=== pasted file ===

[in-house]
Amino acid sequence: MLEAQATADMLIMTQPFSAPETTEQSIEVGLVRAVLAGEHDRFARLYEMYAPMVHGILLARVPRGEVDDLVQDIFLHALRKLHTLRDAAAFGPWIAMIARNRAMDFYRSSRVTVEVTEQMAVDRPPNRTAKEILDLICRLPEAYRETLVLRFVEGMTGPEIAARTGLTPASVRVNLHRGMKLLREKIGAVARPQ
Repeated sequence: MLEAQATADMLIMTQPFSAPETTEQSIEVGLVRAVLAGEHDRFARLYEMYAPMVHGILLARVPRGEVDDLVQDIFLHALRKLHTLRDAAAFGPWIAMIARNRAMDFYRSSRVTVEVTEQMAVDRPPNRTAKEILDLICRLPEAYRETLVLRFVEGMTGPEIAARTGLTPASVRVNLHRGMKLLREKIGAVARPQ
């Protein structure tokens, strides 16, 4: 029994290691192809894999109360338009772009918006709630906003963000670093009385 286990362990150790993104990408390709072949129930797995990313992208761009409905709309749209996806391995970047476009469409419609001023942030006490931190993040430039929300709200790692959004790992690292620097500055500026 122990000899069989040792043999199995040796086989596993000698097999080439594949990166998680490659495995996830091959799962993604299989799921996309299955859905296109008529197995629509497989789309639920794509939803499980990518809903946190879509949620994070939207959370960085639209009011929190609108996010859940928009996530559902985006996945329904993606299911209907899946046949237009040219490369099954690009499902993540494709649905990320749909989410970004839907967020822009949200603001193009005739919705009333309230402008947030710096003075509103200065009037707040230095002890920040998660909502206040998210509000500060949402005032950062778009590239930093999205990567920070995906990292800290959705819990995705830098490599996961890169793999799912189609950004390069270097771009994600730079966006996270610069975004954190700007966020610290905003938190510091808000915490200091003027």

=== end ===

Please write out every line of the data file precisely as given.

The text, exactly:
[in-house]
Amino acid sequence: MLEAQATADMLIMTQPFSAPETTEQSIEVGLVRAVLAGEHDRFARLYEMYAPMVHGILLARVPRGEVDDLVQDIFLHALRKLHTLRDAAAFGPWIAMIARNRAMDFYRSSRVTVEVTEQMAVDRPPNRTAKEILDLICRLPEAYRETLVLRFVEGMTGPEIAARTGLTPASVRVNLHRGMKLLREKIGAVARPQ
Repeated sequence: MLEAQATADMLIMTQPFSAPETTEQSIEVGLVRAVLAGEHDRFARLYEMYAPMVHGILLARVPRGEVDDLVQDIFLHALRKLHTLRDAAAFGPWIAMIARNRAMDFYRSSRVTVEVTEQMAVDRPPNRTAKEILDLICRLPEAYRETLVLRFVEGMTGPEIAARTGLTPASVRVNLHRGMKLLREKIGAVARPQ
């Protein structure tokens, strides 16, 4: 029994290691192809894999109360338009772009918006709630906003963000670093009385 286990362990150790993104990408390709072949129930797995990313992208761009409905709309749209996806391995970047476009469409419609001023942030006490931190993040430039929300709200790692959004790992690292620097500055500026 122990000899069989040792043999199995040796086989596993000698097999080439594949990166998680490659495995996830091959799962993604299989799921996309299955859905296109008529197995629509497989789309639920794509939803499980990518809903946190879509949620994070939207959370960085639209009011929190609108996010859940928009996530559902985006996945329904993606299911209907899946046949237009040219490369099954690009499902993540494709649905990320749909989410970004839907967020822009949200603001193009005739919705009333309230402008947030710096003075509103200065009037707040230095002890920040998660909502206040998210509000500060949402005032950062778009590239930093999205990567920070995906990292800290959705819990995705830098490599996961890169793999799912189609950004390069270097771009994600730079966006996270610069975004954190700007966020610290905003938190510091808000915490200091003027």